they`re basically being held hostage by the far-right ends of the party.
The reason why Boehner has trouble cutting a deal is not because Boehner
can`t cut a deal. I think in five minutes` time, he and Obama would come
up with something very...


MATTHEWS: Excuse me. Excuse me. You`re wrong. No, You`re wrong.


MATTHEWS: David, you`re wrong, all that Grover has to say, all he has
to say is, we`re in a particular fiscal crunch right now and we have got to
make allowances for that. And if he did that, a lot would change.


CORN: Grover only counts because these Tea Party guys, the 50, 60, 70
in the House, they have a theological opposition to any...

MATTHEWS: Those 50 or 60 are fine.


CORN: They`re worried about being primaried from the right.


MATTHEWS: I know those people are...


MATTHEWS: Let`s talk about the caucus you used to work with. And you
know the caucus.

FEEHERY: Very well.

MATTHEWS: Aren`t there a lot of people over there if Grover Norquist
came out and said, look, these are particular times now, we have got a real
fiscal crunch here, we have got to make a couple adjustments?

FEEHERY: Listen...


MATTHEWS: Wouldn`t that move the members? Wouldn`t that move the


FEEHERY: Members of Congress should not have to negotiate with Grover


MATTHEWS: But I`m asking you an open question. Would that have an
influence, positive influence?

FEEHERY: It could, but it would actually -- for Grover, he`s an
activist. He`s someone -- he has his ideals, and if he compromises on
that, that`s harder for him.

The fact of the matter is that -- listen, Saxby Chambliss is a hero.
He`s a guy who is in the arena trying to cut deals. And it`s hard because
you have people on both sides attacking you all the time.

David, you`re absolutely right. These members of Congress and
senators are worried about primaries. If you don`t get -- that`s why it`s
so hard to cut deals these days.


CORN: And they`re more of the drag than Grover.


MATTHEWS: But I see guys on your end of the...


MATTHEWS: I`m not tying you into this. You seem like a regular


MATTHEWS: No, I mean it. There`s a difference. Every time somebody
offends Rush Limbaugh -- we have been through this for years here -- they
call up and apologize.

Every time we see a guy question Grover Norquist`s power, they call up
and apologize. What is it about that you have back to the altar every time
if they don`t matter, that particular man has to be apologized to?

FEEHERY: I don`t think it`s...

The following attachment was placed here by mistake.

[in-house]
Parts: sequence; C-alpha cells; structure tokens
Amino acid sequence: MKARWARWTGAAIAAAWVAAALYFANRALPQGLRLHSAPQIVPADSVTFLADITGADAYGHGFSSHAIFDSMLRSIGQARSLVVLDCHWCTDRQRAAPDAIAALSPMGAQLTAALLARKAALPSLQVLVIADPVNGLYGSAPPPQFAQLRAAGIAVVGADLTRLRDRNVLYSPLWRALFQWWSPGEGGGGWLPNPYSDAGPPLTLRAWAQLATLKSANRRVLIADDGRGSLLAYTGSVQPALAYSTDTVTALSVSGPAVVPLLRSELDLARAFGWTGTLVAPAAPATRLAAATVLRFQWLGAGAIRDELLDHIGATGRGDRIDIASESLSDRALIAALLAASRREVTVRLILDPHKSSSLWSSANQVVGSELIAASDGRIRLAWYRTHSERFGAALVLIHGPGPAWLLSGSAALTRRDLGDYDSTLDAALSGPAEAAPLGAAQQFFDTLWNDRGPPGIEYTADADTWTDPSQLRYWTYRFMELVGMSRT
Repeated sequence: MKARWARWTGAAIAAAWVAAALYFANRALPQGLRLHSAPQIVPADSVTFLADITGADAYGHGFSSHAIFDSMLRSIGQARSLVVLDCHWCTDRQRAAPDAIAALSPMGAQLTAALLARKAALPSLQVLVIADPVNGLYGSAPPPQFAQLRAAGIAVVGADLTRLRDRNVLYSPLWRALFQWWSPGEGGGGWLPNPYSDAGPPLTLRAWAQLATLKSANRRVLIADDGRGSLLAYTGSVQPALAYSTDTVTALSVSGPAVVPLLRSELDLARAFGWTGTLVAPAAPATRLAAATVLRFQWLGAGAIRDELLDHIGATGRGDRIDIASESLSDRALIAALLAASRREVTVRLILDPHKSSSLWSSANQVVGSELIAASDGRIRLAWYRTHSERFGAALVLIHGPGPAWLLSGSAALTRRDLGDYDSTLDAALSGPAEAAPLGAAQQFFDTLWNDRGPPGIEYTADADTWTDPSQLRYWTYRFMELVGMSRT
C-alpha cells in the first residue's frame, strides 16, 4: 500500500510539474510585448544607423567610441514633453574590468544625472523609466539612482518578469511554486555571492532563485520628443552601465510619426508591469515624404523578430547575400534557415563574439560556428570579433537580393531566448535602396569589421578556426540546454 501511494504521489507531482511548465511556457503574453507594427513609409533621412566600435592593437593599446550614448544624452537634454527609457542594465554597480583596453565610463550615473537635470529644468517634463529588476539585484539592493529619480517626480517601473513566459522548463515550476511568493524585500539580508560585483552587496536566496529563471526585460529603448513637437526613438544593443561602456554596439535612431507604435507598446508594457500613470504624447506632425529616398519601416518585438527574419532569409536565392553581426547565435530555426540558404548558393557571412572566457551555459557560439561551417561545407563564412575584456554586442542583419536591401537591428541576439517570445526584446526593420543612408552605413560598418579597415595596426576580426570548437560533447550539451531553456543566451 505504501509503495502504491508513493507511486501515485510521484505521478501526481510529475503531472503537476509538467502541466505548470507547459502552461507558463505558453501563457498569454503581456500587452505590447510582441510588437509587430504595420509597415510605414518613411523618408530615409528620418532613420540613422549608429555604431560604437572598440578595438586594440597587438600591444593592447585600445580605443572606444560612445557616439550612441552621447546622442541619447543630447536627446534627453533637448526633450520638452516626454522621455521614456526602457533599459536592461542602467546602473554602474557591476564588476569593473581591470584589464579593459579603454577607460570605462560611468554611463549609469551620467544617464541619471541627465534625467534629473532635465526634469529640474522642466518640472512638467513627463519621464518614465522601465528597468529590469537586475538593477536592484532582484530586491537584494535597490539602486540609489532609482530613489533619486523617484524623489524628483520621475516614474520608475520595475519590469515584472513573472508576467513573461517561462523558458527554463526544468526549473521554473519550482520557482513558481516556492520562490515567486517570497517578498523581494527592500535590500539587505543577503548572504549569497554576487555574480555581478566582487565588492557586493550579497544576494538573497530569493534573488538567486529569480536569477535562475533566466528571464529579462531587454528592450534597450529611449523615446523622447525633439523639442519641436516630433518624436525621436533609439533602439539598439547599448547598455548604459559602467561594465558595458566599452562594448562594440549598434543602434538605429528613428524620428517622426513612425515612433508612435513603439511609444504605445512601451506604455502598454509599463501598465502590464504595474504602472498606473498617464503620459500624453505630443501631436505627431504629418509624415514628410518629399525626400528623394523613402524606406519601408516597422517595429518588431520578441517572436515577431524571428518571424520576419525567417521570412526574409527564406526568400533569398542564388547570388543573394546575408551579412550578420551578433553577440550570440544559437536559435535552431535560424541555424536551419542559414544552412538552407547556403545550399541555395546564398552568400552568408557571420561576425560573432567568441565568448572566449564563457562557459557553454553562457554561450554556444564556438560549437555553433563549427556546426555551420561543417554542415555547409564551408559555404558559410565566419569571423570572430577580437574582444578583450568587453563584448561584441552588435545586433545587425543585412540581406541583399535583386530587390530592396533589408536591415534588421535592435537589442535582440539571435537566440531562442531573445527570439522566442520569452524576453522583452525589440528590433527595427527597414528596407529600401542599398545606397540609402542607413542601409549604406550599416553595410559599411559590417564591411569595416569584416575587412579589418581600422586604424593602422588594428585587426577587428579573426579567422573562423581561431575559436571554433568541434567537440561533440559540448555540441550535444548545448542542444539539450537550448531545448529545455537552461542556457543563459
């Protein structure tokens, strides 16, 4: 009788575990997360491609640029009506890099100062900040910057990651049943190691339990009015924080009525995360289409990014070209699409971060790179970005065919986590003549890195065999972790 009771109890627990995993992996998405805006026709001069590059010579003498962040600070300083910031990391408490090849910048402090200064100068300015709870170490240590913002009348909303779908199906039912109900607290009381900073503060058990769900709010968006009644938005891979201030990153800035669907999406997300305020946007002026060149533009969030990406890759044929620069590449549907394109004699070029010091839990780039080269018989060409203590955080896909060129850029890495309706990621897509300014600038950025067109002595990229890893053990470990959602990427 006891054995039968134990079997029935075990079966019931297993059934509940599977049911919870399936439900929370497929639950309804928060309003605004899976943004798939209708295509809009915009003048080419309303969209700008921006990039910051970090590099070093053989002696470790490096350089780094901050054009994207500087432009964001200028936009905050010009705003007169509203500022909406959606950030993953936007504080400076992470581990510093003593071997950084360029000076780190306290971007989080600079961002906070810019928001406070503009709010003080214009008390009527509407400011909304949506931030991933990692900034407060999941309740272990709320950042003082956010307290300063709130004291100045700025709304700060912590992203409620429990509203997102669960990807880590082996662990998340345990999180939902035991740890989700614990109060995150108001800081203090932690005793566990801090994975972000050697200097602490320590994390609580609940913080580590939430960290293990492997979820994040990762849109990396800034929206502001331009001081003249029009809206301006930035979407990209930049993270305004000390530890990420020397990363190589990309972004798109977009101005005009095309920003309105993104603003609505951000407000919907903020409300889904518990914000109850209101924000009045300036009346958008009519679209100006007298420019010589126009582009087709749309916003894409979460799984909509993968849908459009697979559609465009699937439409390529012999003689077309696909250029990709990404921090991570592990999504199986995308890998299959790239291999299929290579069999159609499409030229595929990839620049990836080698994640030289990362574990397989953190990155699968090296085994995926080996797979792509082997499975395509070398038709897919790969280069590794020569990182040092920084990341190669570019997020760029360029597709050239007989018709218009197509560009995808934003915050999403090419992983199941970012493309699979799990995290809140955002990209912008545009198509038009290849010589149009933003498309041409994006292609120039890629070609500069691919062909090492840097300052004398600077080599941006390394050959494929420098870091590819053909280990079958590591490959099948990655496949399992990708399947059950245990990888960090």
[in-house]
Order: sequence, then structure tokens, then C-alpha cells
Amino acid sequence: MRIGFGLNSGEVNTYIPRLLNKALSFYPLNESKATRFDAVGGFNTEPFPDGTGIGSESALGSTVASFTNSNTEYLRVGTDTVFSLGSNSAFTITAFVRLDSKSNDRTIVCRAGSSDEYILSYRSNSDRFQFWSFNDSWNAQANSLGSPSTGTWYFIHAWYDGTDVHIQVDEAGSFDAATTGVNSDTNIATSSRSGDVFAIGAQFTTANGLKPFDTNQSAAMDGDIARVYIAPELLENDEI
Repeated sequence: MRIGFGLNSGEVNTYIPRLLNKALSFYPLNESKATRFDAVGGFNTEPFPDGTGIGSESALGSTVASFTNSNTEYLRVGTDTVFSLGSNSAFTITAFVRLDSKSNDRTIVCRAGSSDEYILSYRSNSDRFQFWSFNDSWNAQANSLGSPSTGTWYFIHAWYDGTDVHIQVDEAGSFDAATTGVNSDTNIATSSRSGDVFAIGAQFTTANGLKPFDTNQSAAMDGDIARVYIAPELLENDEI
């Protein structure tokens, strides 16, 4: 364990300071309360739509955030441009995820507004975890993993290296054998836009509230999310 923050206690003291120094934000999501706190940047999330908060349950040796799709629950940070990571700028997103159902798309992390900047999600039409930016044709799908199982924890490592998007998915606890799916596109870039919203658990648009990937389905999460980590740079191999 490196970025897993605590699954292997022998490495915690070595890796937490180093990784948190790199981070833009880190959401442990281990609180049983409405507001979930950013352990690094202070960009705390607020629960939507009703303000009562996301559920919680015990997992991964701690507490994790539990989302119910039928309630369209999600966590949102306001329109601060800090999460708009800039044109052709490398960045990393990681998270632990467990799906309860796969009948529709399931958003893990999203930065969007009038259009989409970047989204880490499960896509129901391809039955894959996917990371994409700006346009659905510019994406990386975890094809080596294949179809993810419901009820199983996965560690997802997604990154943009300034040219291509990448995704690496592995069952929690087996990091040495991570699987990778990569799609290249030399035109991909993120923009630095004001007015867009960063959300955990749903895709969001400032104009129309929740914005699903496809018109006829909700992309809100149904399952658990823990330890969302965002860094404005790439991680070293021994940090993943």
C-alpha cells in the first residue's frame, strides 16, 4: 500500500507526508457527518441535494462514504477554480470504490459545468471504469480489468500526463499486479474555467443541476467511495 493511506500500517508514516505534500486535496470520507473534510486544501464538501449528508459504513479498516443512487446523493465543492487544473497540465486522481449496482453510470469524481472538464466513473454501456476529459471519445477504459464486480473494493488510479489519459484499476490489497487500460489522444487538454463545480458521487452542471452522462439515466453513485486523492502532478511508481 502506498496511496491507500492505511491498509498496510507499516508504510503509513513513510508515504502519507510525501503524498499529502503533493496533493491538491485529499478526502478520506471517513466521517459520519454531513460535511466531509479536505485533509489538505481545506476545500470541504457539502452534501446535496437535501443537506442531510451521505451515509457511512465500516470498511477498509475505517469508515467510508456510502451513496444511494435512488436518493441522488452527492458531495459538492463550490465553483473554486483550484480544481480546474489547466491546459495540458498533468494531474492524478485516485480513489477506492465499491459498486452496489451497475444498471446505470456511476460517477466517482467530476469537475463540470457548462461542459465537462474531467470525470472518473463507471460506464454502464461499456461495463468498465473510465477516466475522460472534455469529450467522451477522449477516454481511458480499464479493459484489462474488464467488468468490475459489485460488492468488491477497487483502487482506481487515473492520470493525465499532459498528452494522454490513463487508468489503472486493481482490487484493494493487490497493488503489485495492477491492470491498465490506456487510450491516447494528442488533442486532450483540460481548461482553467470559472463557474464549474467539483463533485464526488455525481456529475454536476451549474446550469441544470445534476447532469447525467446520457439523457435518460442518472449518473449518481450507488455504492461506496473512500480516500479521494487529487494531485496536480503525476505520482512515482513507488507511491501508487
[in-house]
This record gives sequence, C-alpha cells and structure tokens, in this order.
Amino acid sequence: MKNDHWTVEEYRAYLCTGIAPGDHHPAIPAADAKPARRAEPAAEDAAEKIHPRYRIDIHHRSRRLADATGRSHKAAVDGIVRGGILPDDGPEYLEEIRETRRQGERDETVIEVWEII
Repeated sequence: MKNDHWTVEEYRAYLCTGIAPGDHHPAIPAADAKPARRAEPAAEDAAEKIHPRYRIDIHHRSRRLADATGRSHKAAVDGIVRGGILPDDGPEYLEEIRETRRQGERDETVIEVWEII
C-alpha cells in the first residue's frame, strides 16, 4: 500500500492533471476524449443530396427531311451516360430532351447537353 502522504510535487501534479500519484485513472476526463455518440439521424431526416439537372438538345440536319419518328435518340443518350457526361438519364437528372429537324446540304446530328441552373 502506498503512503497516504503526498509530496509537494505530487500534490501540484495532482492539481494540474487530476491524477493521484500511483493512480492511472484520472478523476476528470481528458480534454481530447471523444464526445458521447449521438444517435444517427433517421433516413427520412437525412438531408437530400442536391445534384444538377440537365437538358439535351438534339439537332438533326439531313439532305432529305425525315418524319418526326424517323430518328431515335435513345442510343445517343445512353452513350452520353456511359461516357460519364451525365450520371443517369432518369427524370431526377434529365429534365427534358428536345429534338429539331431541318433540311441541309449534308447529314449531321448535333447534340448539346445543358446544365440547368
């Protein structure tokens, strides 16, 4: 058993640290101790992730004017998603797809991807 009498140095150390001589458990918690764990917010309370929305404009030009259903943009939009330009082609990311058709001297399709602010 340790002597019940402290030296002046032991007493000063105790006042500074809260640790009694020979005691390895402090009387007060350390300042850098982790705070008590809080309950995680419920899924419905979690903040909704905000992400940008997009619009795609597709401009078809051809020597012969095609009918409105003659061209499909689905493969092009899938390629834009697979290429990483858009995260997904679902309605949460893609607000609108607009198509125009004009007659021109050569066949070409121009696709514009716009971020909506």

MATTHEWS: Well, why did Saxby do it?

FEEHERY: Because. You know what?


CORN: He`s worried about a primary challenge.

FEEHERY: I think what Saxby is trying to explain the hard work he`s
trying to do. And also Grover knows that and everyone knows that these
taxes are automatically going up. At some point in time, you got to go and


MATTHEWS: It`s December 3. Ready?

CORN: Right.

MATTHEWS: We got to get this done by December 31 under ideal
circumstances. What is Grover`s role going to be the next three weeks?

FEEHERY: Well, I think he`s going to continue to be the guy who is
against taxes. He`s not going to change at all.

MATTHEWS: And if we don`t have any taxes on the deal, there won`t be
a deal. The Democrats will never sign a deal with no taxes.

CORN: No, there is no deal. The president`s -- White House people
have told me again and again that the president doesn`t want to go over the
cliff. He`d rather cut a deal, but...

MATTHEWS: No, let`s talk about the taxes.

CORN: But he`s willing to on the tax deal.

MATTHEWS: To get the taxes up on the rich.


CORN: Wait a second. Let me just finish this point.

Two years ago, when he gave in on a temporary extension of the Bush
tax cuts to get a second stimulus bill, the president said at the time, I`m
not doing this again. A lot of people didn`t pay attention to his vow, but
I think he`s damn serious.


FEEHERY: And, Chris, and my view there`s only one issue that really
matters and that`s, what are you going to do about entitlements? If you
don`t cut entitlements, if we don`t deal with entitlements, there should be
no deal.


MATTHEWS: They`re going to do that. They`re going to do that.

How damaging is a fight over the fiscal cliff to the Republican Party
right now, to their brand?

Let`s take a look at what conservative commentator Bill Kristol said
yesterday on FOX. Let`s watch Bill.


real risk in my view now of looking like they are defending keeping the
current tax rates for the wealthy.

At the end of the day, President Obama is selling a simple very
message: I want to keep taxes low for middle class Americans.

And Republicans look like -- I`m worried are in the position of
looking this as if they don`t care about the middle class and just want to
keep tax rates low for wealthier Americans.


MATTHEWS: Yes or no, is he right? Yes or no?

FEEHERY: I don`t think so. I think it`s far too easy.

CORN: Well, I think he`s right.

Democratic strategists are giddy. For two years, they have been
trying to make this argument. The Republicans are going to hold your cuts
up for the 2 percent.


FEEHERY: Let me go back.


MATTHEWS: Is he right or wrong?

FEEHERY: I think he`s wrong. But I think, ultimately, if we don`t
get a deal, it`s bad for President Obama, it`s bad for his legacy, and it`s
bad for Democrats. I think that`s a fact.

MATTHEWS: OK. I think you`re right, by the way, but I also think
that your party lost this election. They should act accordingly, and
they`re not doing it.

MATTHEWS: John Boehner didn`t lose. John Boehner is still speaker of
the House.


CORN: He lost seats, though.

MATTHEWS: That is an irrelevant -- that is exactly where you`re all
screwed up.


MATTHEWS: You know, when Tip O`Neill was speaker with a lot more
seats than you guys have, he never claimed he had a national mandate,
because he saw Reagan had one. We vote for president of the United States.
The American people do not vote for John Boehner.